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Andrew ChatfieldNovember 15, 20237min
Assistant Professor of Dance Iddi Saaka is teaching the fundamentals, history, and cultural importance of African drumming and dance to a group of adults over the age of 55 at the New Britain Public Library this fall. His group gathers in the downstairs Stanley Works Community Room for 90-minutes on Thursday afternoons. Over the course of eight weeks, the library class is learning two Ghanaian recreational dances, “Kpatsa” and “Kpanlogo.” Saaka previously taught “Kpatsa” to Wesleyan’s Class of 2027 during their new student orientation “Common Moment” on Andrus Field the day after they arrived on campus at the end of…

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Andrew ChatfieldNovember 7, 20235min
Brooklyn-based composer and dhol (double-headed drum) player Sunny Jain will fine tune a new piece of work during his year-long artist residency at Wesleyan. Jain is developing the latest iteration of his first music theater project “Love Force.” He started working on the storytelling piece in 2020, and previously presented portions as part of a commission from the music venue Joe's Pub, a program of The Public Theater in New York, delivering the narration as well as drumming. The idea of the show “Love Force” is embedded in rhythm and improvisation and includes immersive elements. Jain is trying to figure…

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Steve ScarpaNovember 1, 20236min
Associate Professor of Spanish María Ospina’s most recent novel has been recognized with the 2023 Premio Sor Juana Inés de la Cruz, one of the most important literary awards in the Spanish speaking world.”  Founded in 1993, the prize is awarded each year to the female author of a novel originally published in Spanish. The award is given by the Guadalajara International Book Fair, and Ospina will give a speech at the ceremony in Nov. 29. Her book was published by Random House in Latin America in April.   Ospina’s novel was selected unanimously out of over 100 applicants from…

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Andrew ChatfieldOctober 25, 20237min
Wesleyan’s Music Department continued its tradition of performing in unexpected spaces this month, with musicians showing up in library and museum venues on campus.   “Instrument—Body,” a series of four performances in surprising locations presented in conjunction with the seminar of the same name and curated by Visiting Assistant Professor of Music Ethan Philbrick, kicked off with bassist Brandon Lopez and musician and multimedia artist Cecilia Lopez MA '16 on synthesizers in the Joe Webb Peoples Museum of Natural History in the Exley Science Center in the afternoon on October 20.   Professor of Music Paula Matthusen presented the third iterations…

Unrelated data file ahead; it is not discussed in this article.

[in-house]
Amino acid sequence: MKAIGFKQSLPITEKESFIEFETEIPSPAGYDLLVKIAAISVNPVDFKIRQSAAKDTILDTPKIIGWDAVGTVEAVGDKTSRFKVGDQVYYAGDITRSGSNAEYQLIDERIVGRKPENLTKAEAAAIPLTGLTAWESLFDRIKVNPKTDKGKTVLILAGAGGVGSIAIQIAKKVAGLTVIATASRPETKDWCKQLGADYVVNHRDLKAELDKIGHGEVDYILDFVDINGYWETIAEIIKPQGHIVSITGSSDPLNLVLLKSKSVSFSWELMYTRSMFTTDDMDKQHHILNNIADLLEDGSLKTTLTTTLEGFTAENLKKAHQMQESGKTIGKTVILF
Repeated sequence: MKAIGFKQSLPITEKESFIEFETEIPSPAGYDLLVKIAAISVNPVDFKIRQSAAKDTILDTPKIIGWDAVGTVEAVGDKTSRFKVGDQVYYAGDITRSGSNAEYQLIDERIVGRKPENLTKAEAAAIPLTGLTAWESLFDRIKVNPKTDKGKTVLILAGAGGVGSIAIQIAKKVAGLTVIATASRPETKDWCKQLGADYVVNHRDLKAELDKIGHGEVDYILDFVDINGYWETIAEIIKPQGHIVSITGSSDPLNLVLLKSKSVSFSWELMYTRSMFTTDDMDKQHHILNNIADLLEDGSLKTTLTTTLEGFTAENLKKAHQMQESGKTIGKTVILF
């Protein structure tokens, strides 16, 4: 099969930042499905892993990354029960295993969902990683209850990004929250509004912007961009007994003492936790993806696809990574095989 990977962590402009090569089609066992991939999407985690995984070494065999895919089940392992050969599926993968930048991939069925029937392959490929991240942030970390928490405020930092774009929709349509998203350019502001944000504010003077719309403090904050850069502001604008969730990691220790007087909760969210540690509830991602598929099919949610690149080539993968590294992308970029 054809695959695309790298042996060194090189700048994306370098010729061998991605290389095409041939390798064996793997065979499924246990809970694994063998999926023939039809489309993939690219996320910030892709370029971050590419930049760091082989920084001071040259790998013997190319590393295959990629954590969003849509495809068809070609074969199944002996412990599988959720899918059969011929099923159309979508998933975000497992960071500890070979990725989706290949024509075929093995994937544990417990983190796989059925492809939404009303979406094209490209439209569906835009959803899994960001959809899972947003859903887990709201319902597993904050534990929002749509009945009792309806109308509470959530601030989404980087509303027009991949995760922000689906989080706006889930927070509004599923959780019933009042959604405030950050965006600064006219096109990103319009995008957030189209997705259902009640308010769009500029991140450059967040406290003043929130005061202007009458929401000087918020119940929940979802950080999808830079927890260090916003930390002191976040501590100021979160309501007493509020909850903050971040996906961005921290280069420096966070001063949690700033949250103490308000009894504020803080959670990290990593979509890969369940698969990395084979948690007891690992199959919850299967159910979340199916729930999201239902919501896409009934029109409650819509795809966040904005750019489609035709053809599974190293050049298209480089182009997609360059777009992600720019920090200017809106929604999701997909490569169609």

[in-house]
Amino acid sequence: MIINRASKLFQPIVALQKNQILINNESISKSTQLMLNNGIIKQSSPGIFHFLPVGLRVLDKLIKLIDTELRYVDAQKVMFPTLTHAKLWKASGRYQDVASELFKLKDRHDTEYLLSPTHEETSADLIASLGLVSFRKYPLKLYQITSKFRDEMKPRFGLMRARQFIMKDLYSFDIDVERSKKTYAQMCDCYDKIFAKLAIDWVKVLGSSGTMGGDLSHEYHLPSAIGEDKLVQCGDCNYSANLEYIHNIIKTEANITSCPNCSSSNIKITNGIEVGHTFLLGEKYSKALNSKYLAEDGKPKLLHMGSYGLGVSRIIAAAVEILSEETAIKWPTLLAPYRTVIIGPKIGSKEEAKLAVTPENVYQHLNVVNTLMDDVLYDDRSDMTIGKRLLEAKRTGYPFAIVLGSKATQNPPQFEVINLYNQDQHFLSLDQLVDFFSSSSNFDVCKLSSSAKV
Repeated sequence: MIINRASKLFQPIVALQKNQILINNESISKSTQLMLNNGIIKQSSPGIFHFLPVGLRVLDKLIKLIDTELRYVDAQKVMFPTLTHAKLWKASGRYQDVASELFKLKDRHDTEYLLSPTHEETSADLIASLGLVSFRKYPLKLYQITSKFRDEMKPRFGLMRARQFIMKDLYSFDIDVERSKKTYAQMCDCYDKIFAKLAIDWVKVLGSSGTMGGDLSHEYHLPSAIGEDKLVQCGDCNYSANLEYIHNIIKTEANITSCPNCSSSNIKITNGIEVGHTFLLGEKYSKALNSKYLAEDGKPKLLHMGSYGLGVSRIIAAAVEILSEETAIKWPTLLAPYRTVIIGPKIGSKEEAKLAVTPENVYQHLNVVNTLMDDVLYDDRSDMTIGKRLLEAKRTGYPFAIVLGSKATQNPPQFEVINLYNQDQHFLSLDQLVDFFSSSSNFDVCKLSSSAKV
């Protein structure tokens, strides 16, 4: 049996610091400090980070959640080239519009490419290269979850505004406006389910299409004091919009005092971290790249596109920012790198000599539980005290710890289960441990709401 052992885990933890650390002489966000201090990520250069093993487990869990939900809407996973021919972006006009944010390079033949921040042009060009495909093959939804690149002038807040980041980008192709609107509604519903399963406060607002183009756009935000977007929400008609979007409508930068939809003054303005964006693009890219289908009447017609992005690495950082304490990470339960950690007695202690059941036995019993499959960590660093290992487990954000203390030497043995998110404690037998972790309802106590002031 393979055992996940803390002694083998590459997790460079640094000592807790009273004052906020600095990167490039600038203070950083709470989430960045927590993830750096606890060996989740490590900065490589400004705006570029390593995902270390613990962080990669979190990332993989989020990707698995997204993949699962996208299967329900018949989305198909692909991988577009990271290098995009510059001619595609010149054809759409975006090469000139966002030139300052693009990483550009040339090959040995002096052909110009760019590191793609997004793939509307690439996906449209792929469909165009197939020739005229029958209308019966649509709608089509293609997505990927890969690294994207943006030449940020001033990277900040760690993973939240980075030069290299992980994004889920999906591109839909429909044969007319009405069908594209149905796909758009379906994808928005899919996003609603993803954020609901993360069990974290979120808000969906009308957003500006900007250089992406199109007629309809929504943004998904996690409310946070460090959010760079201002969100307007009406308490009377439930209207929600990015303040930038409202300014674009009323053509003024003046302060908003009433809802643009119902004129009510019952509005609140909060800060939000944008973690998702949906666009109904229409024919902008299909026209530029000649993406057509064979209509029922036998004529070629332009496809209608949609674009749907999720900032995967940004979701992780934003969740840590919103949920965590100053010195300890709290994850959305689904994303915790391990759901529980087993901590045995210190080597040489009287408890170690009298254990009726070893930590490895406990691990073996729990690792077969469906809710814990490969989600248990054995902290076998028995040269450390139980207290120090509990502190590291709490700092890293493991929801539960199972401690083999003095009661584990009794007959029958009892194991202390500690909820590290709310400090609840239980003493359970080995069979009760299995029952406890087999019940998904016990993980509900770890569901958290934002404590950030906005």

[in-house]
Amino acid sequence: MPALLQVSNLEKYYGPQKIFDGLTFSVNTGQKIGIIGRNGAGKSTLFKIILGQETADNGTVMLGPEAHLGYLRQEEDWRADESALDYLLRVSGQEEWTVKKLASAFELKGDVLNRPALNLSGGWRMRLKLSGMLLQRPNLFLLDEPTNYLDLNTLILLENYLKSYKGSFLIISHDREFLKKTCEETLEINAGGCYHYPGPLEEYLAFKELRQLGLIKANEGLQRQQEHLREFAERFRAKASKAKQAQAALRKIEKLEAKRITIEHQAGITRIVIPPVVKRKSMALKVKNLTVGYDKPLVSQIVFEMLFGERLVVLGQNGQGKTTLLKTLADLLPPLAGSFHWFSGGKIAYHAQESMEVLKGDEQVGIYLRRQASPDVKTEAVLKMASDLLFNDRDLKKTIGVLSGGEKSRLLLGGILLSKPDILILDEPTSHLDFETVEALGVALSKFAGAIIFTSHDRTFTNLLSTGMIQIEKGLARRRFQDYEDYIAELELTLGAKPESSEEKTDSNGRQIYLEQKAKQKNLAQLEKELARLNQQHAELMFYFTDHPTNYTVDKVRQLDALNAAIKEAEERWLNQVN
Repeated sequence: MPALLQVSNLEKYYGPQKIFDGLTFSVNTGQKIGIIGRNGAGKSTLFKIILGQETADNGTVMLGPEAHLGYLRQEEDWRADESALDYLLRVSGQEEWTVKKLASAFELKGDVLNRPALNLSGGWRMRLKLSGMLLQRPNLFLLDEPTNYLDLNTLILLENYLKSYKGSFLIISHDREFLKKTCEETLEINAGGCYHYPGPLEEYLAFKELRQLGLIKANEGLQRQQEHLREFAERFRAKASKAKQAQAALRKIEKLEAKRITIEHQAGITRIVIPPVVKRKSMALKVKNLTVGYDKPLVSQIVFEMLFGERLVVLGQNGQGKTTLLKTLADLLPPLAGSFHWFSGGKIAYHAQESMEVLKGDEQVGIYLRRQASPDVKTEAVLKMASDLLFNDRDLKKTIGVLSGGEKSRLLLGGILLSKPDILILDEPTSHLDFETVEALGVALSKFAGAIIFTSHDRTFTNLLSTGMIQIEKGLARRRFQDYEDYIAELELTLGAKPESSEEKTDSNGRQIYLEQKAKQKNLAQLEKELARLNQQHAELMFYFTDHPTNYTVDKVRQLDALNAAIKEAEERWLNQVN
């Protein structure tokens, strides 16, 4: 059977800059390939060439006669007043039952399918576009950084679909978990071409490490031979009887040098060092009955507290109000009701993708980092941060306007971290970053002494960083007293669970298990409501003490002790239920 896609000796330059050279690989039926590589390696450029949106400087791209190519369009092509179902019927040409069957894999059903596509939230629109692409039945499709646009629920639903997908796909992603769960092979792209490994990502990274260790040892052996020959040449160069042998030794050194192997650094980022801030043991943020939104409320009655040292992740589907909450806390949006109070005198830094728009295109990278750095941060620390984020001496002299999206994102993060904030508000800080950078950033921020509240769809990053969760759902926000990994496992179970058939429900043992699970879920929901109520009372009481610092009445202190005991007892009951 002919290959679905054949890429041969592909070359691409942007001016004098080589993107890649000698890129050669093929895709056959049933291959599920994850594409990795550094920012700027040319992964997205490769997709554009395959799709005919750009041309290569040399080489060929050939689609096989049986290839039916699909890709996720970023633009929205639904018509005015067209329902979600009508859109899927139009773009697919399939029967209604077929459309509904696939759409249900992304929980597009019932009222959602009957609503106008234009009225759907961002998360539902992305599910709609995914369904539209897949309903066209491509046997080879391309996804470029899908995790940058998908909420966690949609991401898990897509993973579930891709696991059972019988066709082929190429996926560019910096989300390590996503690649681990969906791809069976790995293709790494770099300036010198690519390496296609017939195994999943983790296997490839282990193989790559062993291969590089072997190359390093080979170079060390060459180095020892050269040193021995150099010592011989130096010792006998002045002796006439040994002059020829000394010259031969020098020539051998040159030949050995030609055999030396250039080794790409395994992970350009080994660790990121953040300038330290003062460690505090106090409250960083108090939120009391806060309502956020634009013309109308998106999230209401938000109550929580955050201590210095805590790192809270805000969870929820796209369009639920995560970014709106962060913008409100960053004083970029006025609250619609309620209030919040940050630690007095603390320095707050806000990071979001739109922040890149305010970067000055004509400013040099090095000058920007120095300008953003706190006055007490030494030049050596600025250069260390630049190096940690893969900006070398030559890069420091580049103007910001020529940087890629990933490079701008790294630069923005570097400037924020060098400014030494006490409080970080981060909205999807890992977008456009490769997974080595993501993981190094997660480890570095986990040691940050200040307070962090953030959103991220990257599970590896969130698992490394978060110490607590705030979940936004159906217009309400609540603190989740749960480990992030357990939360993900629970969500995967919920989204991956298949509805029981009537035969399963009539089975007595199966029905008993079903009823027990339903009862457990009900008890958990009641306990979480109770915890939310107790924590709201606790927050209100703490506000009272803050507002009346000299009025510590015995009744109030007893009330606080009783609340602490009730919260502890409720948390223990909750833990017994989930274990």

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Editorial StaffOctober 25, 20234min
Stewart E. Novick, Joshua Boger University Professor of the Sciences and Mathematics, Emeritus, passed away recently at the age of 78. Stew received his BS from Stony Brook University and his AM and PhD from Harvard University. He served as a research fellow at Harvard and a research associate at the Joint Institute for Laboratory Astrophysics, University of Colorado at Boulder, before he arrived at Wesleyan in 1978, where he taught until his retirement this past summer. During his 45 years at Wesleyan, he was named an Alfred P. Sloan Fellow, a National Science Foundation Fellow, and a Woodrow Wilson…

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Jeff HarderOctober 25, 20236min
Some trudge, others sprint. Some materialize from otherworldly forces, others from infectious diseases. Some want flesh, others have a more specific taste for brains. Whatever their individual differences, we know zombies when we see them. And from 1932’s White Zombie to 2023’s The Last of Us, we’ve seen these charismatic, cannibalistic humanoids on the screen a lot through the generations. Off-screen, they’ve seeped into our language. (In the business world, a “zombie” lumbers on the edge of insolvency.) And more broadly, as suggested by a recent conspiracy theory that testing the nation’s emergency broadcast system would trigger an outbreak of ghouls,…